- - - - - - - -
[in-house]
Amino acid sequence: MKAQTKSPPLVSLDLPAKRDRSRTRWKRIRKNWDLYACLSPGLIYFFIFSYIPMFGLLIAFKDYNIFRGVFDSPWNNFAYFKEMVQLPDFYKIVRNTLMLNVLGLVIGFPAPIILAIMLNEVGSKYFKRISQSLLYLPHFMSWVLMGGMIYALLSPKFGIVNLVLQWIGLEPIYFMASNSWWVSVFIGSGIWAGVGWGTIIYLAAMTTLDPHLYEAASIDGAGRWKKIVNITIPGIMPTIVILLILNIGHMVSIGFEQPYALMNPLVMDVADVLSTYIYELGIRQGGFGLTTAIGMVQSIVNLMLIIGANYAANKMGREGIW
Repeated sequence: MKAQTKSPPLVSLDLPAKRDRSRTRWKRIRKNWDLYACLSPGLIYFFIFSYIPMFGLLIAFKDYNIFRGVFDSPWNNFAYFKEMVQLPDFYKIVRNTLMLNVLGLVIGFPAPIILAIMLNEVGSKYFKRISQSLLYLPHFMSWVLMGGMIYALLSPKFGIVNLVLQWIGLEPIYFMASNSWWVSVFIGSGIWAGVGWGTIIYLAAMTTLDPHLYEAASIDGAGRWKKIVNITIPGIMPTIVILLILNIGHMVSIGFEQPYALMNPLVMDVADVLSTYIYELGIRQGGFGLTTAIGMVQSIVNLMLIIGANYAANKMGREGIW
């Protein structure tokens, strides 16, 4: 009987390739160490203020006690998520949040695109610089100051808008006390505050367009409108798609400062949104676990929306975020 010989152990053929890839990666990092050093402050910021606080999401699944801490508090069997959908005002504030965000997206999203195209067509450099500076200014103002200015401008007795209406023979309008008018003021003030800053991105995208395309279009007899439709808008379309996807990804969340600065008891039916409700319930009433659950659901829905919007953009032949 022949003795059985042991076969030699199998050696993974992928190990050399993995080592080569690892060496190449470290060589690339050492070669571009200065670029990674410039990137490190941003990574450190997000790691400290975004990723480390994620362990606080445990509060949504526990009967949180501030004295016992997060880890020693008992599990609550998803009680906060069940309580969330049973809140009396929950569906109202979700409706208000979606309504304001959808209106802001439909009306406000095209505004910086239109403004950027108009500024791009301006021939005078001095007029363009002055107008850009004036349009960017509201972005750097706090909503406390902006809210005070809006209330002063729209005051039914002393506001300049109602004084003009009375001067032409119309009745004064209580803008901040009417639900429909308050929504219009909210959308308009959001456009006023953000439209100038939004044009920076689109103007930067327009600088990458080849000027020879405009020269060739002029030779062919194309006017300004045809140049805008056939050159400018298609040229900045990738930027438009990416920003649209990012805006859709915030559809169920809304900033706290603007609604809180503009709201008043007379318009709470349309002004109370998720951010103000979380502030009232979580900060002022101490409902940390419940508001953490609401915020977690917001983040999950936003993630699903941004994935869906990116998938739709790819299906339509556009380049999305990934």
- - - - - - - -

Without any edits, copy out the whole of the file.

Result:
[in-house]
Amino acid sequence: MKAQTKSPPLVSLDLPAKRDRSRTRWKRIRKNWDLYACLSPGLIYFFIFSYIPMFGLLIAFKDYNIFRGVFDSPWNNFAYFKEMVQLPDFYKIVRNTLMLNVLGLVIGFPAPIILAIMLNEVGSKYFKRISQSLLYLPHFMSWVLMGGMIYALLSPKFGIVNLVLQWIGLEPIYFMASNSWWVSVFIGSGIWAGVGWGTIIYLAAMTTLDPHLYEAASIDGAGRWKKIVNITIPGIMPTIVILLILNIGHMVSIGFEQPYALMNPLVMDVADVLSTYIYELGIRQGGFGLTTAIGMVQSIVNLMLIIGANYAANKMGREGIW
Repeated sequence: MKAQTKSPPLVSLDLPAKRDRSRTRWKRIRKNWDLYACLSPGLIYFFIFSYIPMFGLLIAFKDYNIFRGVFDSPWNNFAYFKEMVQLPDFYKIVRNTLMLNVLGLVIGFPAPIILAIMLNEVGSKYFKRISQSLLYLPHFMSWVLMGGMIYALLSPKFGIVNLVLQWIGLEPIYFMASNSWWVSVFIGSGIWAGVGWGTIIYLAAMTTLDPHLYEAASIDGAGRWKKIVNITIPGIMPTIVILLILNIGHMVSIGFEQPYALMNPLVMDVADVLSTYIYELGIRQGGFGLTTAIGMVQSIVNLMLIIGANYAANKMGREGIW
């Protein structure tokens, strides 16, 4: 009987390739160490203020006690998520949040695109610089100051808008006390505050367009409108798609400062949104676990929306975020 010989152990053929890839990666990092050093402050910021606080999401699944801490508090069997959908005002504030965000997206999203195209067509450099500076200014103002200015401008007795209406023979309008008018003021003030800053991105995208395309279009007899439709808008379309996807990804969340600065008891039916409700319930009433659950659901829905919007953009032949 022949003795059985042991076969030699199998050696993974992928190990050399993995080592080569690892060496190449470290060589690339050492070669571009200065670029990674410039990137490190941003990574450190997000790691400290975004990723480390994620362990606080445990509060949504526990009967949180501030004295016992997060880890020693008992599990609550998803009680906060069940309580969330049973809140009396929950569906109202979700409706208000979606309504304001959808209106802001439909009306406000095209505004910086239109403004950027108009500024791009301006021939005078001095007029363009002055107008850009004036349009960017509201972005750097706090909503406390902006809210005070809006209330002063729209005051039914002393506001300049109602004084003009009375001067032409119309009745004064209580803008901040009417639900429909308050929504219009909210959308308009959001456009006023953000439209100038939004044009920076689109103007930067327009600088990458080849000027020879405009020269060739002029030779062919194309006017300004045809140049805008056939050159400018298609040229900045990738930027438009990416920003649209990012805006859709915030559809169920809304900033706290603007609604809180503009709201008043007379318009709470349309002004109370998720951010103000979380502030009232979580900060002022101490409902940390419940508001953490609401915020977690917001983040999950936003993630699903941004994935869906990116998938739709790819299906339509556009380049999305990934």